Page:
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13th Dec 2023

“It makes these club games all the more exciting” – Venue decision bang on for All-Ireland semi-finals

Niall McIntyre

The All-Ireland club semi-finals will take place in county grounds this year, rather than the national stadium.

All four club semi-finals were played in Croke Park last season but the general consensus was that they were lost in GAA HQ.

The double-bill of hurling semi-finals certainly wasn’t helped by the fact it took place on the same day as the World Cup final between Argentina and France.

Ballyhale Shamrocks vs Ballygunner was an extremely enticing fixture in that it was the trilogy between two of the greatest hurling clubs of modern times, and that fixture certainly warranted a fervent atmosphere.

GAA HQ was hardly packed to the rafters two weeks later either, for the double-bill of football semi-finals.

The GAA have taken all of this on board a year on in fixing all four semi-finals, across hurling and football, for county grounds.

Ballygunner and St Thomas’ get the ball rolling this Saturday night in O’Moore Park Portlaoise at 7.30, when they throw-in in front of what should be a decent crowd.

Ballygunner are favourites to make it back to the All-Ireland final, having been beaten by Ballyhale at this stage last year, though Galway’s six-in-a-row champs St Thomas are fighting for a cause of their own.

There was only a small crowd in Croke Park for last year’s All-Ireland club hurling semi-finals.

They felt that they under-performed in the semi-final last year, when they lost to Antrim champs Dunloy by four points.

In fact, since winning their maiden All-Ireland club title in March 2013, the Galway club have only won one, against Ruairi Óg Cushendall in 2019, and lost four semi-finals, against Ballyea, Borris-Ileigh, Ballyhale and Dunloy respectively.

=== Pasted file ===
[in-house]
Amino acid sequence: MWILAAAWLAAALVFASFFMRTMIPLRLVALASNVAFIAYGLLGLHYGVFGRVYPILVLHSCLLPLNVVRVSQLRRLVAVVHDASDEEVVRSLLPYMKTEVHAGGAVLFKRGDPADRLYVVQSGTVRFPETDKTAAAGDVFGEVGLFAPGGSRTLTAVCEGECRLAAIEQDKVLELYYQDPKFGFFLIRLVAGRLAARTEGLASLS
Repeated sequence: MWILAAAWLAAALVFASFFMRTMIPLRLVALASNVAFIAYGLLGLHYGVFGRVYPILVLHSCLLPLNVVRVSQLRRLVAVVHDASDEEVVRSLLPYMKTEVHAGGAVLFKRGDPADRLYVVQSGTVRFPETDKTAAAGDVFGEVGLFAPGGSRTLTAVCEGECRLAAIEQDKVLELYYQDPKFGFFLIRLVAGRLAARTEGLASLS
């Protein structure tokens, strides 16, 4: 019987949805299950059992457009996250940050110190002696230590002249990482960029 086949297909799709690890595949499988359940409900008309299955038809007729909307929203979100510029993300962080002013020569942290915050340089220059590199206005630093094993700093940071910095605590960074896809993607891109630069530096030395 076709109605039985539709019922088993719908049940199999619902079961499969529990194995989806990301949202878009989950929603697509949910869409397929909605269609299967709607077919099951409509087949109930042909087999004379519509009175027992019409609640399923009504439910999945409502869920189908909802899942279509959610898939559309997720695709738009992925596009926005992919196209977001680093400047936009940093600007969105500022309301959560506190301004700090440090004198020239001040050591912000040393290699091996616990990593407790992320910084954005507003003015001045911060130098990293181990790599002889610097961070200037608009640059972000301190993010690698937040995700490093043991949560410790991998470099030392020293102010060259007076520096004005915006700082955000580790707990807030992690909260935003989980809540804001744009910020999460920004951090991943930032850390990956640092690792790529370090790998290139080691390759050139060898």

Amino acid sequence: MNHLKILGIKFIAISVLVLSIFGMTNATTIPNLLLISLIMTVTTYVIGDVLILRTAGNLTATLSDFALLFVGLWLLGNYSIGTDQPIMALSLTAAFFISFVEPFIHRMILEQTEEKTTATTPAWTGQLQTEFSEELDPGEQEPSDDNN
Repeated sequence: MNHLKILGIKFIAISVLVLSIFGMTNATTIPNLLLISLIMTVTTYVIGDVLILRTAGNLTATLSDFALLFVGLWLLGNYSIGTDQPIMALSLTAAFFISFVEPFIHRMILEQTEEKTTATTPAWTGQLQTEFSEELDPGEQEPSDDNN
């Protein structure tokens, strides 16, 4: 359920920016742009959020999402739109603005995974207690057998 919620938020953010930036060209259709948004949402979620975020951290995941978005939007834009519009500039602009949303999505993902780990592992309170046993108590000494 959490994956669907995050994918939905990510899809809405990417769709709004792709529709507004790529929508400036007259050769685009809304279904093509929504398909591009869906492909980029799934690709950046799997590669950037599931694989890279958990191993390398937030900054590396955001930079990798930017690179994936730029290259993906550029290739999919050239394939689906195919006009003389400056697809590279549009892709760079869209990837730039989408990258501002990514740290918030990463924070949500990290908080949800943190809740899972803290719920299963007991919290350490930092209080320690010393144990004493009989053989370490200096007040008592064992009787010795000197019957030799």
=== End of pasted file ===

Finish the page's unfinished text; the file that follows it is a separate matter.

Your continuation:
Páirc Tailteann in Navan plays host to O’Loughlin Gaels’ clash with Ruairí Óg Cushendall the following day.

The football semi-finals take place after Christmas, as they did last year, and they’re subject to the same treatment. It’s a case of a super Saturday on January 6 with Casltehaven and St Brigid’s first up, at 1.45 in Semple Stadium.

That will play second fiddle to its corresponding fixture, with one of the most anticipated club games of recent years throwing in two hours later in Páirc Esler, Newry. The fact that Kilmacud defeated Glen in last year’s All-Ireland final in extremely controversial circumstances lends this game and extra degree of spice and excitement.

The only issue some supporters will have is that it will be impossible to attend both of those games.

Speaking on this Monday’s GAA Hour, former Tyrone footballer Kyle Coney explained why club games are more suited to smaller grounds, drawing on his experience of commentating on Glen’s Ulster final win over Scotstown in Armagh last Sunday.

“There was just over six thousand in the Athletic Grounds yesterday.

“Number one, just put that into Croke Park plus another maybe couple of thousand, and it’s completely lost.

“Put another ten thousand and it’s still lost. Everyone would be jammed into the Hogan Stand and that’s the atmosphere lost.

“Yes players love playing in Croke but the atmosphere was fabulous there in the Athletic grounds on Sunday. County grounds such as Clones, the Athletic Grounds, they make these club games all the more special,” he said.

Club semi-final fixtures

Saturday December 16

All-Ireland Club SHC semi-final
St Thomas’ v Ballygunner, Portlaoise, 7.30

Sunday December 16

All-Ireland Club SHC semi-final
O`Loughlin Gaels v Cushendall, Pairc Tailteann, 1.30

Saturday January 6

All-Ireland Club SFC semi-finals
St Brigids v Castlehaven, Semple Stadium, 1.45
Kilmacud Crokes v Glen, Newry, 3.45

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